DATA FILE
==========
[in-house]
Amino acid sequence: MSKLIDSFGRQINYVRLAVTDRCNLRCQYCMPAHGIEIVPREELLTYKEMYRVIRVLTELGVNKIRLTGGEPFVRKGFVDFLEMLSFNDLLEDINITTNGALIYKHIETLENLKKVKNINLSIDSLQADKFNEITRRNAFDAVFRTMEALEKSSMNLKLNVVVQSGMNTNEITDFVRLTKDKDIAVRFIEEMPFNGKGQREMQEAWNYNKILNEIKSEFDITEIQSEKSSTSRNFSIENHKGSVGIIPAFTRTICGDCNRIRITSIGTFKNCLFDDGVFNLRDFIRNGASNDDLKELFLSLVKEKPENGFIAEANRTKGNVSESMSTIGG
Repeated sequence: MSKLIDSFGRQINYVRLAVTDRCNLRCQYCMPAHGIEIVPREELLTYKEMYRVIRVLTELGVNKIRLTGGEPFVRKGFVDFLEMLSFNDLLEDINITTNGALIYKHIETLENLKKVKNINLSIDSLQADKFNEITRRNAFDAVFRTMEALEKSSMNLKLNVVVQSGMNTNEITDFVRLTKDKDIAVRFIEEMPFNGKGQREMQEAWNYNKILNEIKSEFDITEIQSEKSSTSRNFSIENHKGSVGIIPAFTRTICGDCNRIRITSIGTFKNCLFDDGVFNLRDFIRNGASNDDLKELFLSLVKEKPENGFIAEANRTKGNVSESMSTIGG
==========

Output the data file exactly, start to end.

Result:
[in-house]
Amino acid sequence: MSKLIDSFGRQINYVRLAVTDRCNLRCQYCMPAHGIEIVPREELLTYKEMYRVIRVLTELGVNKIRLTGGEPFVRKGFVDFLEMLSFNDLLEDINITTNGALIYKHIETLENLKKVKNINLSIDSLQADKFNEITRRNAFDAVFRTMEALEKSSMNLKLNVVVQSGMNTNEITDFVRLTKDKDIAVRFIEEMPFNGKGQREMQEAWNYNKILNEIKSEFDITEIQSEKSSTSRNFSIENHKGSVGIIPAFTRTICGDCNRIRITSIGTFKNCLFDDGVFNLRDFIRNGASNDDLKELFLSLVKEKPENGFIAEANRTKGNVSESMSTIGG
Repeated sequence: MSKLIDSFGRQINYVRLAVTDRCNLRCQYCMPAHGIEIVPREELLTYKEMYRVIRVLTELGVNKIRLTGGEPFVRKGFVDFLEMLSFNDLLEDINITTNGALIYKHIETLENLKKVKNINLSIDSLQADKFNEITRRNAFDAVFRTMEALEKSSMNLKLNVVVQSGMNTNEITDFVRLTKDKDIAVRFIEEMPFNGKGQREMQEAWNYNKILNEIKSEFDITEIQSEKSSTSRNFSIENHKGSVGIIPAFTRTICGDCNRIRITSIGTFKNCLFDDGVFNLRDFIRNGASNDDLKELFLSLVKEKPENGFIAEANRTKGNVSESMSTIGG